That's what I've been trying to do - unfortunately I don't have access to West or Lexis or anything like that. Was hoping someone might know off the top of their head and be able to send me in the right direction; I've already spent a couple of hours kind of randomly going down rabbit holes so was optimistic someone on here had dealt with a similar issue and could simplify it.

Good point about the abuse of unfettered discretion.
NpS
(Pennsylvania)

Posts:4216


09/10/2015 8:41 AM  
You might want to look at this description of NC laws covering proxies.

http://www.lawfirmrbs.com/FAQs-About-NC-HOA-Condo-Associations-Part-I.cfm

Also, you might want to look at: § 55A‑7‑27. Corporation's acceptance of votes. IMO, the corporation's ability to reject a proxy is limited by this portion of the act. I may be citing the wrong version - but I'm going to guess that they're all pretty much the same.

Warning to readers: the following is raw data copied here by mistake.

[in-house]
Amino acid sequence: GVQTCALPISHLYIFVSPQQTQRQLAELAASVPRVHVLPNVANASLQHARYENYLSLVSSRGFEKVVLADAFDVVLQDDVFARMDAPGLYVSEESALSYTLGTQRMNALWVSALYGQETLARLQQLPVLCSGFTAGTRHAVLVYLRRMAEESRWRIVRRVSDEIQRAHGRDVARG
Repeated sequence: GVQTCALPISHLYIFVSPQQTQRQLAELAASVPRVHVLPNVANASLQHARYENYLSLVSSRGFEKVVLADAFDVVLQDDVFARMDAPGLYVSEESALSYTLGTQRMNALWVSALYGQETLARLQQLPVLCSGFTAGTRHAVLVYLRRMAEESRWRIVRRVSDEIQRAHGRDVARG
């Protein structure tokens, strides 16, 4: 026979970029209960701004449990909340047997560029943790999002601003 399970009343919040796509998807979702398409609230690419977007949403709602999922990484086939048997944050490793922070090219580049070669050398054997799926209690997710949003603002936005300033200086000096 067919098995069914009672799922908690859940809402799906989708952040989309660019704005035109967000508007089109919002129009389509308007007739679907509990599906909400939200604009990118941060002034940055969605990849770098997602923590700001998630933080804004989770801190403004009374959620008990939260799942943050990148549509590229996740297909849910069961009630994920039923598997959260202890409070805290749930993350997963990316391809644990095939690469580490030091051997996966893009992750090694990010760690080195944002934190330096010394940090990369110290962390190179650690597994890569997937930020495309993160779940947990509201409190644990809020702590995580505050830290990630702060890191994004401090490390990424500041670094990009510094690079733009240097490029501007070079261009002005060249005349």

Posted By JulieL9 on 09/10/2015 8:19 AM
That's what I've been trying to do - unfortunately I don't have access to West or Lexis or anything like that. Was hoping someone might know off the top of their head and be able to send me in the right direction; I've already spent a couple of hours kind of randomly going down rabbit holes so was optimistic someone on here had dealt with a similar issue and could simplify it.

Good point about the abuse of unfettered discretion.


Sikubali jukumu. Read all posts at your own risk.
JulieL9
(North Carolina)

Posts:11


09/10/2015 8:58 AM  
These are exactly the same sites I've been looking at, and the same statutes. I just can't find the precise gotcha - "such and such says you have to take it absent a limitation in the bylaws"
NpS
(Pennsylvania)

Posts:4216


09/10/2015 9:48 AM  
Posted By JulieL9 on 09/10/2015 8:58 AM
These are exactly the same sites I've been looking at, and the same statutes. I just can't find the precise gotcha - "such and such says you have to take it absent a limitation in the bylaws"


Sorry. Best I can offer. Don't think there's any magic bullet. IMO, if they had a written policy, it could be challenged. The fact that there is nothing in writing makes it far worse.